Anyone have experience with large capacity (nameplate 400A, 380 volt) spot welders and the best procedure to use in combating voltage drop in the building wiring system causing lighting etc to dim? These welders are only activated for very short periods but cause havoc in the rest of the building. My first suggestion to the customer would be oversized conductors but would like to hear from the rest of you should somebody have a clear and dependable way to solve this problem. Customer is building a new factory and would like to eliminate this problem at the start. Thanks in advance for any suggestions. ron
I have no experience with this sort of load in this application...but the load is so large that I don't think oversized conductors will make one bit of difference as far as the rest of the building is concerned.
Oversized conductors will simply mean lower voltage drop in the supply to the machine, and probably even greater current flow through the machine, and thus even more effect on the rest of the building. What you care about in terms of the effect on the rest of the building is that portion of the supply circuit which is _shared_ between the rest of the building and the spot welders. In particular, the _supply transformer_ is probably the significant shared element.
You may need to provision a separate supply transformer for these extremely irregular loads.
#130333 - 03/12/0610:45 AMRe: Spot welders and voltage drop
I'm probably way off on this, but if memory serves, welders are notoriously inductive in nature, causing large line losses from the VA load. Would capacitor correction help? I realise that a capacitor large enough to go to unity PF under load would cause just as much problem when the welders weren't running, but perhaps you could fine a midway point between on and off where it would even out the voltage drop to an acceptable level.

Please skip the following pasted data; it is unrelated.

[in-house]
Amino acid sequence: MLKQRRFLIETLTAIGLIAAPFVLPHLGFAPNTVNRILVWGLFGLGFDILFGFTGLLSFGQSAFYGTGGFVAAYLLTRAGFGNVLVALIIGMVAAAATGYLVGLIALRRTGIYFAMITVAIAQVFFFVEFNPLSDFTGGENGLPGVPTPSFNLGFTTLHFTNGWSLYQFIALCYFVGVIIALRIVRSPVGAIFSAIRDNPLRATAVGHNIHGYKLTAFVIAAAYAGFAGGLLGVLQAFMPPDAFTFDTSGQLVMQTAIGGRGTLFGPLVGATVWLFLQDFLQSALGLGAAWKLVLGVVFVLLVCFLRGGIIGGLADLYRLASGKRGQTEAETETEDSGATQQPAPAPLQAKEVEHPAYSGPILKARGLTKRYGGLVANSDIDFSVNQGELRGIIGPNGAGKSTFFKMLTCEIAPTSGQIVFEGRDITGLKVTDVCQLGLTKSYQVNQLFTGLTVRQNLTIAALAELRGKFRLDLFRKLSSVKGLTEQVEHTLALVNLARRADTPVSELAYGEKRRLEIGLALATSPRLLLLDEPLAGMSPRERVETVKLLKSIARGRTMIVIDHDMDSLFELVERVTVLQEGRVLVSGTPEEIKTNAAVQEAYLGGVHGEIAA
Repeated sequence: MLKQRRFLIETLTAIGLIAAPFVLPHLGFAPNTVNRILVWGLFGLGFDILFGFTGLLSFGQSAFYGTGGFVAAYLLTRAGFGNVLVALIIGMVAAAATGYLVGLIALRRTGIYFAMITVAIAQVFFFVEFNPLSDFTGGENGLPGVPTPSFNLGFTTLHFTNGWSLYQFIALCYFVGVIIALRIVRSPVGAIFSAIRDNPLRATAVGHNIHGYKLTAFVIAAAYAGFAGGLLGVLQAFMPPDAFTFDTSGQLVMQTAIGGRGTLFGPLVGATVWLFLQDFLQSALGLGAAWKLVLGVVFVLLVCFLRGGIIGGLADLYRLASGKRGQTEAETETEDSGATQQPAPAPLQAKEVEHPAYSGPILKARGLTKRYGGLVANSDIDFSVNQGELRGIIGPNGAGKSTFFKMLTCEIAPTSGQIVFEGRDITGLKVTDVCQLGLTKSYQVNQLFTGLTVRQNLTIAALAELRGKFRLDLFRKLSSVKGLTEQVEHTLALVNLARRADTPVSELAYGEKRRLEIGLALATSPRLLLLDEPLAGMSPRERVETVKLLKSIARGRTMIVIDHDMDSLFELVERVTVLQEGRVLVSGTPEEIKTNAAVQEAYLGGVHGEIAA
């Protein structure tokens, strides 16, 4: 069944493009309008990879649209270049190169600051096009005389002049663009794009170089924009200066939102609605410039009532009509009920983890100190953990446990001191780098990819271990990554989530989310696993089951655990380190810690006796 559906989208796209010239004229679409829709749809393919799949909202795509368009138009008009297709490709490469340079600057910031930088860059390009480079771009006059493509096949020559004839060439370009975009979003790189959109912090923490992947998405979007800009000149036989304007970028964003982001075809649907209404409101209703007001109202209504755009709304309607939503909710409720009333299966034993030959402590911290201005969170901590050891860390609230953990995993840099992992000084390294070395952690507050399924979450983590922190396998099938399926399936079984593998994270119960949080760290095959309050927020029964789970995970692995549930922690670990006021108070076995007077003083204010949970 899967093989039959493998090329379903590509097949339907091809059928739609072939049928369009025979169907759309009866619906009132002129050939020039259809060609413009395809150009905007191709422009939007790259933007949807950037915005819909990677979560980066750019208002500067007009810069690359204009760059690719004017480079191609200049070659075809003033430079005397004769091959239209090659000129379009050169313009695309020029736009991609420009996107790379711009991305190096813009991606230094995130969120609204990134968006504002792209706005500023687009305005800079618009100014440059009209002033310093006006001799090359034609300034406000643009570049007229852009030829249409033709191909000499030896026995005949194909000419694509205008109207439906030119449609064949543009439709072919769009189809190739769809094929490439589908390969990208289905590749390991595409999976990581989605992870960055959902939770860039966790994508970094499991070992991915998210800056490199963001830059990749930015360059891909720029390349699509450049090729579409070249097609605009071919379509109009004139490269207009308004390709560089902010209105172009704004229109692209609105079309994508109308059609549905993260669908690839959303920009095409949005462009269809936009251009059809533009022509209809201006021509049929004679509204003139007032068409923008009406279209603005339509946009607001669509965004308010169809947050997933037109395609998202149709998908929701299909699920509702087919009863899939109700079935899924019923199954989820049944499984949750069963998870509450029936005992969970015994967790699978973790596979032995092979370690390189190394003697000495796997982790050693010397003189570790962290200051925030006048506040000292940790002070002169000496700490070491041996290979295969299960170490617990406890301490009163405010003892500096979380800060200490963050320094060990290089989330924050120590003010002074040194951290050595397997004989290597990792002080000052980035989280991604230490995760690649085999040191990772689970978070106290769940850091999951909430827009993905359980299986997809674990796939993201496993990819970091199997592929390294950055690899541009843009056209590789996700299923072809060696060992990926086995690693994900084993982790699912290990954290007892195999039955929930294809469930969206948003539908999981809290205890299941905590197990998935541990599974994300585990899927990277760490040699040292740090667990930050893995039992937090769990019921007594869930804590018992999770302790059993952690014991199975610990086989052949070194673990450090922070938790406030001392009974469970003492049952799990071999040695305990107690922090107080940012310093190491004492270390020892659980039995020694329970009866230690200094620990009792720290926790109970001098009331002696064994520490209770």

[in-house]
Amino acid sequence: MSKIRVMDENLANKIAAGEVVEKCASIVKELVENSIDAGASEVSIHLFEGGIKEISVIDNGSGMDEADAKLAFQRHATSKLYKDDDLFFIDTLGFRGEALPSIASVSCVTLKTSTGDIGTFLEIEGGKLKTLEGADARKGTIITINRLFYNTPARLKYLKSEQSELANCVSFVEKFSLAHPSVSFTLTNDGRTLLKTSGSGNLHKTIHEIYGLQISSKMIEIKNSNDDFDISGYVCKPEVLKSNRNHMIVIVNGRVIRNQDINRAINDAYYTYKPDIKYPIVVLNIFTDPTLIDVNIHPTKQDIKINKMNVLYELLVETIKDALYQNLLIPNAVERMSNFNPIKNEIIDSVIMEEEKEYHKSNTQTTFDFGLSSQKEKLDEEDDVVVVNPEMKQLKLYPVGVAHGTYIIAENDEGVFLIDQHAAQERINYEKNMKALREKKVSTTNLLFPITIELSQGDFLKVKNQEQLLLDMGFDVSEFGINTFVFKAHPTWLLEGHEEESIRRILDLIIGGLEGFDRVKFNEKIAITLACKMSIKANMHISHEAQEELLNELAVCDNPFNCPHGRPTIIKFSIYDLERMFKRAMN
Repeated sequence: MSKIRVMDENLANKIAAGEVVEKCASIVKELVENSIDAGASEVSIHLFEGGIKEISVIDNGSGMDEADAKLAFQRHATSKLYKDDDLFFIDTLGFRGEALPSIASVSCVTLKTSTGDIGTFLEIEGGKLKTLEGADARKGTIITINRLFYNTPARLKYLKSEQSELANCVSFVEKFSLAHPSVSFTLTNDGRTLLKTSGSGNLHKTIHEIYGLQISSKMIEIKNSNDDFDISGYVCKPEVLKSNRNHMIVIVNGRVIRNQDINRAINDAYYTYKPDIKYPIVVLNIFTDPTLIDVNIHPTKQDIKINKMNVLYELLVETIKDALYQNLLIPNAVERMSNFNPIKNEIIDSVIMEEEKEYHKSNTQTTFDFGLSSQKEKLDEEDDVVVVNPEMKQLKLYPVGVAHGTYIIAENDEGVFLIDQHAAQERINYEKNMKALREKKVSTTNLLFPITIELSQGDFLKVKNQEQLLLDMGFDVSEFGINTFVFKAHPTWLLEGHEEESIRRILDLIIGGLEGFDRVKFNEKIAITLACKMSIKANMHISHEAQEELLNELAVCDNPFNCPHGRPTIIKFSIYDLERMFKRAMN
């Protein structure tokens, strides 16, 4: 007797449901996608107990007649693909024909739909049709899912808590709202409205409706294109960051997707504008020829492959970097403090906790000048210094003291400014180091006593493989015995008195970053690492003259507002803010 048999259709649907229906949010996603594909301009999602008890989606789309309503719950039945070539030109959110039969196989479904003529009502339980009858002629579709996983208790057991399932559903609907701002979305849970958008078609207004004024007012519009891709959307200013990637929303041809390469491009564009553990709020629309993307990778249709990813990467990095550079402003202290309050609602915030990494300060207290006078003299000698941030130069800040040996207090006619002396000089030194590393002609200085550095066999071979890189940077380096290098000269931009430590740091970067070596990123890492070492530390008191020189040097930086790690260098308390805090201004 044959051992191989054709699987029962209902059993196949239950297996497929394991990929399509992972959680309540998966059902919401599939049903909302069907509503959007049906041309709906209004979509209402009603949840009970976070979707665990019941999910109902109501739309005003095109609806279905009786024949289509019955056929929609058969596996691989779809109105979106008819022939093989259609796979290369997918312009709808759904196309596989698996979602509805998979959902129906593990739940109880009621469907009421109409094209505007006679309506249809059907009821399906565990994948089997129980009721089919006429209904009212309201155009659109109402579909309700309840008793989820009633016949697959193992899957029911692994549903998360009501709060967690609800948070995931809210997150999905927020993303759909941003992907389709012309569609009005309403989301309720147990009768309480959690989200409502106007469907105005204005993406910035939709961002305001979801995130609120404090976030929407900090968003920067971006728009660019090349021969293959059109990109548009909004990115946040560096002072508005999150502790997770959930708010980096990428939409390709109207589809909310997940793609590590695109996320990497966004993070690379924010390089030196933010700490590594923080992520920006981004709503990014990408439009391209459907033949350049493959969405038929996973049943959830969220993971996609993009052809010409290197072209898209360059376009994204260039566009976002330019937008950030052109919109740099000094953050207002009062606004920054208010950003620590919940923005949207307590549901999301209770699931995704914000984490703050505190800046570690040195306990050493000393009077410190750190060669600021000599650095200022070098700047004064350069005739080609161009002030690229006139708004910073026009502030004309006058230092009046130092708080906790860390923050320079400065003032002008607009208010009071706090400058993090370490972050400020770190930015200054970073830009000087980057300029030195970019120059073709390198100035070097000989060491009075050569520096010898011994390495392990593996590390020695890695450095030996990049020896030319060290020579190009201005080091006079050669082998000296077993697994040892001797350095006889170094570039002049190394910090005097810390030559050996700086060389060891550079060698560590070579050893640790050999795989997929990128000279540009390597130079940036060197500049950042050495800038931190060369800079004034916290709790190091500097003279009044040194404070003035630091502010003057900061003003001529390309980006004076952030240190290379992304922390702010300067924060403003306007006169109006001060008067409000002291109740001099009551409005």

#130334 - 03/12/0612:52 PMRe: Spot welders and voltage drop
Okay, now I am _totally_ speculating here, but perhaps this idea will trigger something that some else knows.
What about using a 'synchronous condenser'? These are synchronous motors not connected to any mechanical load, which are operated at high excitations to have a leading power factor. But in addition to providing VKARs, the machine _stores_ a certain amount of energy, and will release it if the supply voltage drops. Could a synchronous condenser be used to 'peak shave' the power consumed by the welders?
#130335 - 03/12/0603:29 PMRe: Spot welders and voltage drop
I think Winnie's idea or just a motor generator with a huge flywheel would be able to ride through the peak demands of the welder. I'm expecting that the duty cycle is very low and that the welder isn't that picky, just hungry. It also helps for an oddball voltage , not needed elsewhere in the plant. Joe
#130336 - 03/15/0608:41 AMRe: Spot welders and voltage drop
From what I remember, Spot Welders are Resistance Welders...is this correct?